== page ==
In his account for why stars and planets move in different directions, Aristotle reasons that if the universe is to move eternally in a circle, it must have a center that remains at rest, and that if there is to be such a center, ‘it is necessary that earth exists: for this rests at the center’ (Cael II 3, 286a20-21). Interestingly, this proposition about the position and the immobility of earth is not a pre-established fact: instead, ‘we must assume it for now, and later there will be a demonstration about it’ (286a21-22: Νῦν μὲν οὖν ὑποκείσθω τοῦτο, ὕστερον δὲ δειχθήσεται περὶ αὐτοῦ). Aristotle relies on the same assumption later on (Cael II 8, 289b5-6: ‘let it be assumed – ὑποκείσθω – that the earth is at rest’), but does not demonstrate it until at the very end of book II (Cael II 13, 293b15-17: ‘it remains – λοιπὸν – to speak about earth…’). In a paper I have been working on lately, I argue for a dual role of the use of ὑποκείσθω as both an explanatory and an expository principle by elucidating its use in this particular example from the De Caelo.
Aristotle’s treatises are full of propositions that need to be assumed for now – and that thereby perform an immediate explanatory role in the arguments in which they are used – but that are ultimately, unlike the true first principles of a science, demonstrable. It is my contention that the reason why Aristotle posits these propositions as ‘surrogate principles’ instead of demonstrating them immediately has nothing to do with their epistemic status (they can be known through a demonstration). Rather, it has to do with his wish to preserve what he thinks is the proper order of exposition that is to be followed both within and among treatises. The example from the De Caelo mentioned above provides an especially interesting case, because here Aristotle connects the order of exposition to the hierarchical order of nature itself. Aristotle thus postpones his demonstration concerning earth because his writing needs to reflect the scala naturae that exists among the heavenly bodies, and this requires him to discuss the attributes of the universe as a whole before those of its parts, to discuss stars before planets, and to discuss earth last, because it is the least honorable heavenly body in existence.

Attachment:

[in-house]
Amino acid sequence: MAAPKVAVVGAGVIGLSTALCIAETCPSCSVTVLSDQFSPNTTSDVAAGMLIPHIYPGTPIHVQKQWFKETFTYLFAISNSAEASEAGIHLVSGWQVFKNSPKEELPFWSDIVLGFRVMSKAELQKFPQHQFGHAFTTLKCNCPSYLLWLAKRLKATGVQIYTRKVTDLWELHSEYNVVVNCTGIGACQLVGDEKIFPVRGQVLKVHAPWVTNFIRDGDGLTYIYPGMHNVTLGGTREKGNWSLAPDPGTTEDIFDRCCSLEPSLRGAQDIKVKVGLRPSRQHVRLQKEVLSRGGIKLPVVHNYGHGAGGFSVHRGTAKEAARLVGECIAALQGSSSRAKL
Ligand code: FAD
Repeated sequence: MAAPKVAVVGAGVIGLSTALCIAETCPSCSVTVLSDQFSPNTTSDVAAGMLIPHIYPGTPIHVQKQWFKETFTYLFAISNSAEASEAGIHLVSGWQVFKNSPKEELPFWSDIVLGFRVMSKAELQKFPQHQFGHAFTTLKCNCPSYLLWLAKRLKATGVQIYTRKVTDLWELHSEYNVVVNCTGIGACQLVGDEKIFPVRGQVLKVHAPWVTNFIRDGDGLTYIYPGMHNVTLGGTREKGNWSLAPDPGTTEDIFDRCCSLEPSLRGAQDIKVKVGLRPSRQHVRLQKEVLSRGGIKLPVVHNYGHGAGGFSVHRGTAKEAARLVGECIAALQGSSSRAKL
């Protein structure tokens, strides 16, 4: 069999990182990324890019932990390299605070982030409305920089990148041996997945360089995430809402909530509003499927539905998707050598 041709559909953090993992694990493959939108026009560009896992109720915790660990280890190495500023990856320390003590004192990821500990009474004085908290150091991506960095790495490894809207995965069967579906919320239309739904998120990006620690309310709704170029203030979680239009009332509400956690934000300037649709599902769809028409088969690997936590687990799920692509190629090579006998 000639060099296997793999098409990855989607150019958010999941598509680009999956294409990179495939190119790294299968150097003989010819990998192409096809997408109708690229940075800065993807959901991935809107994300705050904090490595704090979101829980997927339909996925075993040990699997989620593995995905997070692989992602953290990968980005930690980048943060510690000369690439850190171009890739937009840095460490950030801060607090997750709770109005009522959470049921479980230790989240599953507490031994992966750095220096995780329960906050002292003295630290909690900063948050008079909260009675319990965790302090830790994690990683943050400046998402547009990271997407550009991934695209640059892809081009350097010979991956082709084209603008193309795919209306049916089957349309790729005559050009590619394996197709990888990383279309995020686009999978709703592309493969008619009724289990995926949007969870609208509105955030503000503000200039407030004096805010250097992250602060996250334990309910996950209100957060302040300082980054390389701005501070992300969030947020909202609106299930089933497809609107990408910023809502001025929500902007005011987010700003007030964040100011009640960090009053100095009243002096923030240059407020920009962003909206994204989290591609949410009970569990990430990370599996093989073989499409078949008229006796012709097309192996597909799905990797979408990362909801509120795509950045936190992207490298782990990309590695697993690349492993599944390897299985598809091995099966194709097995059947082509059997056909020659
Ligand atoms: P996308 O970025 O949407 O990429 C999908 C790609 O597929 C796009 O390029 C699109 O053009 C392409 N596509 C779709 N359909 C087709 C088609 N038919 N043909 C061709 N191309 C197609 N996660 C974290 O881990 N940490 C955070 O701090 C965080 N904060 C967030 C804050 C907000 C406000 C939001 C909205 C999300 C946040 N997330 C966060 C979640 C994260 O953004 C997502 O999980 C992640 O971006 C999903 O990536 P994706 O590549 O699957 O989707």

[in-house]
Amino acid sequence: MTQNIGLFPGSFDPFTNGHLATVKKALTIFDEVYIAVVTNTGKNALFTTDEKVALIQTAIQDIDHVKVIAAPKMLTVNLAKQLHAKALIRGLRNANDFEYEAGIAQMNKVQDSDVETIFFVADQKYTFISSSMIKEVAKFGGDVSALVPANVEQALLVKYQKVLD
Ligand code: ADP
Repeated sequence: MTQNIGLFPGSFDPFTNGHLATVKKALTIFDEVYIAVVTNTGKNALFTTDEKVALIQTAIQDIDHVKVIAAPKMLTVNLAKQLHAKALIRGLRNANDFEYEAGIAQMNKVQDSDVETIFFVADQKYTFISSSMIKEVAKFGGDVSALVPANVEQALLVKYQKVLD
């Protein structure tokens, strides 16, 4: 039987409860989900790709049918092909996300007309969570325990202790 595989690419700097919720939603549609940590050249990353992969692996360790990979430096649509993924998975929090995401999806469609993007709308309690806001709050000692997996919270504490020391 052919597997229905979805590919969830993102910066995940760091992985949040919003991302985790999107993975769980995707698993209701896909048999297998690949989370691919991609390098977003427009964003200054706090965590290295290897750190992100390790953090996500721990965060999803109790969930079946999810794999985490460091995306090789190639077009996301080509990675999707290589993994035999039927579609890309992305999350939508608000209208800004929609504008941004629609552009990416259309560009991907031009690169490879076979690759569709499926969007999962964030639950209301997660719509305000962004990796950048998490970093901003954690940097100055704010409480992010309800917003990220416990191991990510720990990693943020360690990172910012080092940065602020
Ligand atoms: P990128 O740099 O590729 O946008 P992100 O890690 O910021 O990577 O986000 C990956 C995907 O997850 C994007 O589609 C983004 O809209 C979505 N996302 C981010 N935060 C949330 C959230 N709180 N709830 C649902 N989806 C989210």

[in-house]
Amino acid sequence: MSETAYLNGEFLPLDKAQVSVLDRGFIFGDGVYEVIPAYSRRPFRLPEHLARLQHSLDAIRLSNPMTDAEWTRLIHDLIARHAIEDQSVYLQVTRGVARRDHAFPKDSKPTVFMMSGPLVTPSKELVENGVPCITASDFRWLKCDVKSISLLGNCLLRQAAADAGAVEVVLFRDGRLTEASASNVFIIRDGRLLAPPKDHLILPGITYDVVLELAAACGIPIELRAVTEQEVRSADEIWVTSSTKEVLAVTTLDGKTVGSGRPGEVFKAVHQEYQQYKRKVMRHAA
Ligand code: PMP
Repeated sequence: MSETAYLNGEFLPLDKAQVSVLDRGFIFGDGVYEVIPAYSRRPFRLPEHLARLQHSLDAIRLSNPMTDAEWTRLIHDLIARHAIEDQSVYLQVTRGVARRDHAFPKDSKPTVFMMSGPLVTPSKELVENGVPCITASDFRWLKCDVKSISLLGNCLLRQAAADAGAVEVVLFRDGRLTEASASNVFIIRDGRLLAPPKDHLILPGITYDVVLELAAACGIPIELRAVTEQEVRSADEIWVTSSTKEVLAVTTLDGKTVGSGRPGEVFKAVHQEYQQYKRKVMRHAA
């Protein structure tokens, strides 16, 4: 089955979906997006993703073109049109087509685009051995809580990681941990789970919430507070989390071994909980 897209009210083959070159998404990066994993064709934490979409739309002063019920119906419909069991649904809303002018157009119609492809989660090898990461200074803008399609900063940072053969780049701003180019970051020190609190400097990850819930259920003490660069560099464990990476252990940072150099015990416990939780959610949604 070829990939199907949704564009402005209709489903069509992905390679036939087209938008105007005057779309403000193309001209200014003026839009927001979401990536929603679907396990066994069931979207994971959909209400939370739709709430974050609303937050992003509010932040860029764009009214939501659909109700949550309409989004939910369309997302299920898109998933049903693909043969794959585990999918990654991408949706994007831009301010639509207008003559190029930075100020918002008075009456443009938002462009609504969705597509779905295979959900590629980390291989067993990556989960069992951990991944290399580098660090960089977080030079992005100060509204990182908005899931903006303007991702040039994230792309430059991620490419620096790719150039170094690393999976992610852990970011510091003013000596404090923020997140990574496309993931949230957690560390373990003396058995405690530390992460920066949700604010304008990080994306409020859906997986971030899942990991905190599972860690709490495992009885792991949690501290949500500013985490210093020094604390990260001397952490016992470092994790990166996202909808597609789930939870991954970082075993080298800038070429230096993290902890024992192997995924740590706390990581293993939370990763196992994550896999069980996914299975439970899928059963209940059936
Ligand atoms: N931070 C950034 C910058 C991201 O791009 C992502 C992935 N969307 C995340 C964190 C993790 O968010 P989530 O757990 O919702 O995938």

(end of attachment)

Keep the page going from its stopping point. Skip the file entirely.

My paper consists of two parts. First, I discuss in more detail the use of ὑποκείσθω in the De Caelo passage and provide some context for it by comparing it to two other uses in Aristotle’s natural treatises that connect it to his concern for preserving the proper order of exposition (in Physica VIII 7, 260b15-29 and De Partibus Animalium IV 10, 689a5-14). Next, I show that Aristotle’s concern with the proper order of exposition in the De Caelo is in fact a concern for tracking a natural order in this treatise (and not merely a didactical or conceptual one, as discussed by, e.g., Burnyeat 2001 and 2004, and Lennox 2010). This involves drawing an analogy between this case and (1) Aristotle’s use of the human body as a road map for his discussion of the parts of animals in De Partibus Animalium, according to which parts that are ranked ‘first’ on the human body have to be discussed first and parts that are ‘last’ have to be discussed last; and (2) his use of the hierarchical scale of different levels of ‘perfection’ among animal kinds as a guide for the order in which to discuss the different modes of reproduction in De Generatione Animalium. I also draw brief attention to Aristotle’s own account of the lowly status of Earth and the center it occupies in De Caelo II 13, 293b6-15, and thereby round off my argument that this is why he discusses earth last.
 The paper is for a volume called Reading Aristotle: Argument and Exposition in the Corpus Aristotelicum, edited by Ron Polansky and Bill Wians.
 Aristotle does not seem to have a technical name for these propositions that are often introduced by the present imperative form of the verb ὑπόκειμαι. The substantivated adjective, τὸ ὑποκείμενον, refers almost exclusively to the subject of a predication or to the underlying reality of something (i.e., to existing things in general), and there is no noun-form of the verb that parallels, for instance, the derivation of ὑπόθεσις from ὑποτίθημι.